Zimbabwe “cheated” by Fund on voting rights

22/10/2007 | Simon Pirani, Sid Verma

IMF refused to reinstate southern African member even after arrears were cleared

A row is brewing in Washington this week over the IMF’s failure to restore voting rights to Zimbabwe, despite the country having fully settled its arrears to the fund’s general resources account (GRA) 18 months ago. “It’s a clear case of the Fund cheating a member”, a senior executive board member told Emerging Markets. “The Zimbabweans made [the repayment] happen, but the IMF did not respond.”

Heat is being generated by the perception that the Fund is interpreting its rules selectively, and to reflect the foreign policy concerns of rich nations. In 2001, the IMF declared Zimbabwe ineligible for borrowing due to its overdue financial obligations, and initiated compulsory withdrawal procedures against the nation in December 2003.

But in February 2006, the country cleared its $210 million debt to the GRA. A month later, the executive board decided not to revoke the sanctions, despite the relevant managing director having withdrawn his complaint (a procedure which would normally trigger restoration of rights).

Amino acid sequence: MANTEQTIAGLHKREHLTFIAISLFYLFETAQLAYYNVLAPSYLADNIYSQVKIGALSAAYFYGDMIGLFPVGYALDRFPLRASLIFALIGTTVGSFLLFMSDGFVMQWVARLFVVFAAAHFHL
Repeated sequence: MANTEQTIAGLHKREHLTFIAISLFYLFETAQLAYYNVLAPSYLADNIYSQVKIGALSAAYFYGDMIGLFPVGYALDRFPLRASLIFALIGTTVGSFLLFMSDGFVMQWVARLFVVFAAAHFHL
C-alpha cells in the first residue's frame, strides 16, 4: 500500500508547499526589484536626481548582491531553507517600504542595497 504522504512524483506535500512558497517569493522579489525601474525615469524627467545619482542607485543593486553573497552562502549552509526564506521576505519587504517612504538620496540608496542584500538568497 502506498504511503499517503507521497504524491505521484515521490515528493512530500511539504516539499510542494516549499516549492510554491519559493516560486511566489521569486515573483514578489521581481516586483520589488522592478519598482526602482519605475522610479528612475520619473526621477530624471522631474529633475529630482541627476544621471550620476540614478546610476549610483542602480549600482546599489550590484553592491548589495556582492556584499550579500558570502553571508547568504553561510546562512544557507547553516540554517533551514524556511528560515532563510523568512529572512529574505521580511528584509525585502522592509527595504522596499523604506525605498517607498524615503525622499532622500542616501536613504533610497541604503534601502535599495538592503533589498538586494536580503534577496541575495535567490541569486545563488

An IMF spokesman said Zimbabwe had failed to repay a separate $190 million debt to the Poverty Reduction and Growth Facility-Exogenous Shocks Facility Trust. “That is final and this is how the IMF is run”, the spokesman added.

But arrears to this trust should not automatically result in sanctions, if a country shows its commitment to repay, according to the IMF’s charter. Zimbabwe settled its arrears to the GRA, on the understanding that its access to international finance as well as voting rights would be restored. Officials from non-OECD countries are angered that this approach was scrapped.

Zimbabwe’s finance minister, Samuel Mumbengegwi, told Emerging Markets: “In order to restore our voting rights, we need to have 85% of the votes in the board but the US has about 17%. With the US using their voting powers to block normal procedures, it is an attack on democracy.”

“This was a deliberate attempt by the British and American governments to bring about political change in Zimbabwe,” he told Emerging Markets.

Abdoulaye Bio-Tchane, head of the IMF’s Africa department, said at a press briefing on Friday that staff had recommended the restoration of Zimbabwe’s voting rights but the executive board had decided against doing so, “so we’ll just take note of that”. He said that the “most important” thing is that Zimbabwe “deserves better than it is having” with current government policies.

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